Several months back, we covered self-driving cars in a blog post that outlined the pros and cons of these driverless vehicles. A driverless car is an autonomous vehicle designed to travel without a human driver. The idea for self-driving cars has been around for many years, but when Google announced the developing and testing of a self-driving system in 2010, the race towards autonomy took off.
In late 2017 and early 2018, hundreds of news articles raved about how self-driving cars are the future of transportation. Recent publications are less optimistic since a fatality involving a self-driving Uber, and a pedestrian all but halted self-driving car testing for some companies. Who was at fault? What does this mean for the future of self-driving cars? Are driverless cars still on track to be on the road by 2022? The answers aren’t cut and dry.
The History of Self-Driving Car Mishaps
With the launch of Google’s six self-driving prototypes in 2010, things have progressed rapidly. Tesla, Mercedes, Nissan, and other car companies all have their own versions of driverless technology and are constantly improving their vehicles. As of 2016, advanced semi-autonomous features allowed drivers to take their hands off the steering wheel. By early 2018, Uber and other companies were testing self-driving vehicles in specific areas (i.e., college campuses) and select cities. With millions of test drives under their belt, it seems as if self-driving vehicles are on track for global use. But are they really safe enough for widespread use?
In February of 2016, Google’s self-driving car caused its first crash when it put itself in the path of a bus while changing lanes. A safety driver inside of the autonomous vehicle saw the bus coming but thought it would slow for the AV. Because both the bus and self-driving vehicle were moving at a slow rate of speed, there were no injuries.
In May of the same year, a Tesla test driver died while using autopilot to control his Model S. According to news reports, the fatal crash occurred when the Tesla slammed into the trailer of a large, white 18-wheeler that was crossing the highway. Tesla’s statements blamed a sensor glitch in the crash and admitted that the self-driving vehicle tried to drive under the trailer at full speed instead of stopping.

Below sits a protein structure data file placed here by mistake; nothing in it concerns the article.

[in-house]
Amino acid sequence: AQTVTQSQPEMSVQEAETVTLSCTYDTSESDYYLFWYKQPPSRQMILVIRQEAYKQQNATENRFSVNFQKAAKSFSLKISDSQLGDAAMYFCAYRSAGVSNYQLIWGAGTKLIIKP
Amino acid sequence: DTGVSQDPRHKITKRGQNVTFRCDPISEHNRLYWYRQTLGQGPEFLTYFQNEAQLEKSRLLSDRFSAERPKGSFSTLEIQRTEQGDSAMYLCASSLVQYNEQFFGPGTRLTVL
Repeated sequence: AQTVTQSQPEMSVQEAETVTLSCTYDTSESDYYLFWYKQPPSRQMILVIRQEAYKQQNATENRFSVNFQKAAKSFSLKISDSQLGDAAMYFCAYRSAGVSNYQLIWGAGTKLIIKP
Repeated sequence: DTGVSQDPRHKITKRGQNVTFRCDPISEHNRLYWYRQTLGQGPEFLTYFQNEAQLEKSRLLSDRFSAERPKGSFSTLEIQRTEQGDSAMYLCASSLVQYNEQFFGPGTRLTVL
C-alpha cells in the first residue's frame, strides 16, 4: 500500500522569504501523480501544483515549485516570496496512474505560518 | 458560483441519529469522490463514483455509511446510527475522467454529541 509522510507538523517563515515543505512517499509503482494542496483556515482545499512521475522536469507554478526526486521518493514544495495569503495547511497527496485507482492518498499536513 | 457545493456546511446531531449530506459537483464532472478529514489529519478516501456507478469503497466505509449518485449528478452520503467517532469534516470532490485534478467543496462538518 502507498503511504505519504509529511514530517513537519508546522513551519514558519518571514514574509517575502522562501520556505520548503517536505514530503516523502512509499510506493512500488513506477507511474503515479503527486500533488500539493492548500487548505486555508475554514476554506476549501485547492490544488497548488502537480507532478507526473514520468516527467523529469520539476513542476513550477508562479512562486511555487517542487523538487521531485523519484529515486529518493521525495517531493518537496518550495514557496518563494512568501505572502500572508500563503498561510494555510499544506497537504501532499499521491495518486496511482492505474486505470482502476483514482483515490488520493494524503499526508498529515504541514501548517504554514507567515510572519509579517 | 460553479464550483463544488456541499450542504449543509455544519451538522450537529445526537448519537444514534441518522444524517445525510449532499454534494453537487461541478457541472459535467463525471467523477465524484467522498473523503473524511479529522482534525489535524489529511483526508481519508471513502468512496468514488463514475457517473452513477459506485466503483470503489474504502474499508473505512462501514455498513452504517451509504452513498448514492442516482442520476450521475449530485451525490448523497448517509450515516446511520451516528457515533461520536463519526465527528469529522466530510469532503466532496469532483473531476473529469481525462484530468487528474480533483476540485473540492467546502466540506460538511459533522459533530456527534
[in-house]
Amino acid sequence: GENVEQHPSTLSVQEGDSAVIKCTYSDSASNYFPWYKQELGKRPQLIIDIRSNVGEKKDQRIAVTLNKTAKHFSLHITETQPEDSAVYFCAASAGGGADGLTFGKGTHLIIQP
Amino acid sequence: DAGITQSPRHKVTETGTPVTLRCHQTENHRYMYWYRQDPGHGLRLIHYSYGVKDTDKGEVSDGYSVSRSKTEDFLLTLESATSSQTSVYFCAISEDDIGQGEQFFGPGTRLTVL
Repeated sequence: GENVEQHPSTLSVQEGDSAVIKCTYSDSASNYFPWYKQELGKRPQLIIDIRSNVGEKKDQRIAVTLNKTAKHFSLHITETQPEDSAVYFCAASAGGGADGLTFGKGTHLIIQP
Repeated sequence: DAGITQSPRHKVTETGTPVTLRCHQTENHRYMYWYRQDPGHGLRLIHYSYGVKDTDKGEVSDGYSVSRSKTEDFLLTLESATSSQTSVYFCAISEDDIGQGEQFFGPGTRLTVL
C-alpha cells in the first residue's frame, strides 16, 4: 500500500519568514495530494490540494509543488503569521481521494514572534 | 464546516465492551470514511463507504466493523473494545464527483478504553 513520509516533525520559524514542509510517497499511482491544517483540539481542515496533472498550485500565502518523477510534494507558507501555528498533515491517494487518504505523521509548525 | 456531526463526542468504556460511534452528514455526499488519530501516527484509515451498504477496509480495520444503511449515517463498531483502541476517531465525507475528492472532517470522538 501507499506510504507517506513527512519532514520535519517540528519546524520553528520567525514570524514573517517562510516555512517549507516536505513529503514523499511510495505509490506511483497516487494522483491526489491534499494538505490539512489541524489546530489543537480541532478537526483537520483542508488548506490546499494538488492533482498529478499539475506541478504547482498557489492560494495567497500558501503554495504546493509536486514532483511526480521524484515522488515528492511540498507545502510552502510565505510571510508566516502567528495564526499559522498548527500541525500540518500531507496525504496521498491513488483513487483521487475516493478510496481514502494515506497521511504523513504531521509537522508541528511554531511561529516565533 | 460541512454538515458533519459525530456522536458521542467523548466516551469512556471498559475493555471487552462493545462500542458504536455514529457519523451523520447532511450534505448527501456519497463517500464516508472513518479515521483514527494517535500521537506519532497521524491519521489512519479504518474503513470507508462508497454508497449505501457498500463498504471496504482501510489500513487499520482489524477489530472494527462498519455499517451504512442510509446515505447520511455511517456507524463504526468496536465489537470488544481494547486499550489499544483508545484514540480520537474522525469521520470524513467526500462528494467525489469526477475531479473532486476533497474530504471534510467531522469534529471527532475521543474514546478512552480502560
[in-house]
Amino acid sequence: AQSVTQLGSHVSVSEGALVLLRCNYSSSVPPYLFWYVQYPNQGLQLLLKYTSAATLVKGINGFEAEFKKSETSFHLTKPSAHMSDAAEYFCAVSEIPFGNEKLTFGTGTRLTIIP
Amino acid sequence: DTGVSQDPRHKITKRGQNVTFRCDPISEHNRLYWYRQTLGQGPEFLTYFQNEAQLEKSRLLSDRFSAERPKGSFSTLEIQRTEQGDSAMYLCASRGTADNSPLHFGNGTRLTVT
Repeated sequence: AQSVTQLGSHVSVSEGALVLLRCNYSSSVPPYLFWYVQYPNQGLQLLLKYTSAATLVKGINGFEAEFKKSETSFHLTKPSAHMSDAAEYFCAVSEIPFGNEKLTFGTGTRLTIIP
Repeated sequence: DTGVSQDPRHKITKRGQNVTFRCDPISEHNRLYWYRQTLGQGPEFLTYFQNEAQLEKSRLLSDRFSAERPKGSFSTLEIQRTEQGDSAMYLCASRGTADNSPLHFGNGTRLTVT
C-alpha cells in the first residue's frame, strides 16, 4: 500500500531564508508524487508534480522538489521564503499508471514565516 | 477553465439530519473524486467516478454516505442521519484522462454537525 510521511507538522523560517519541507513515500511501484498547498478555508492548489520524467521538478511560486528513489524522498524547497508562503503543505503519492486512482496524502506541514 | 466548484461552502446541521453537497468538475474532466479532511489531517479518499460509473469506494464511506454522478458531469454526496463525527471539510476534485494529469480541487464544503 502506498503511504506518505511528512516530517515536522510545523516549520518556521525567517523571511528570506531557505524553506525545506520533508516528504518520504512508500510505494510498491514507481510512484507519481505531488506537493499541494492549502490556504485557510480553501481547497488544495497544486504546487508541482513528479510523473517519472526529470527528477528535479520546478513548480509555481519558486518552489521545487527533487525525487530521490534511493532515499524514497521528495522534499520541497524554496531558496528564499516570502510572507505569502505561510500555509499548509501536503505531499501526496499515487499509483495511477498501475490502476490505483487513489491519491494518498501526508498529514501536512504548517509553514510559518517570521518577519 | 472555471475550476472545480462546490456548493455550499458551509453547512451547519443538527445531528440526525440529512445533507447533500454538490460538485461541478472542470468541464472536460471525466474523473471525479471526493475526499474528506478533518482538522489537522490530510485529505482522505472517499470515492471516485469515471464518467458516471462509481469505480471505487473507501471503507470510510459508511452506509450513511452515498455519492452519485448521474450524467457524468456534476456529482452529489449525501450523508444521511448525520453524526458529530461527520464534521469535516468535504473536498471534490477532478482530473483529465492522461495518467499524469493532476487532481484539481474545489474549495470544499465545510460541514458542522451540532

The driver of the Tesla was traveling at high rate of speed on impact. Later reports confirmed that the driver was watching a movie at the time of his death and did not attempt to stop or reroute the vehicle before it crashed into the truck.
Fast forward to March 2018. Again, a self-driving vehicle was involved in a fatality. This time, a pedestrian crossing an Arizona roadway was killed as she pushed her bike from the median across a northbound lane.
A safety driver was in the vehicle, but video footage shows that he was distracted and looking at his phone as the car navigated itself. Though the pedestrian was crossing at a part of the road where there was no crosswalk, the self-driving vehicle’s sensor should have detected her presence. The vehicle never slowed to avoid impact. Uber has since settled with the victim’s family and suspended test driving on public roads.
Even with these driverless vehicle-related tragedies, it seems as if the move towards driverless vehicles isn’t over. The California DMV is still proposing a pilot testing program that will allow self-driving vehicles to be tested with and without drivers. Though it seems some companies, like Uber, will be out of the game, others will march on.
Even with recent events, we hope that self-driving vehicles will eventually advance to the point that they reduce the number of collisions each year. Until then, Orlando Auto Body will be here to handle all of your collision related repair needs.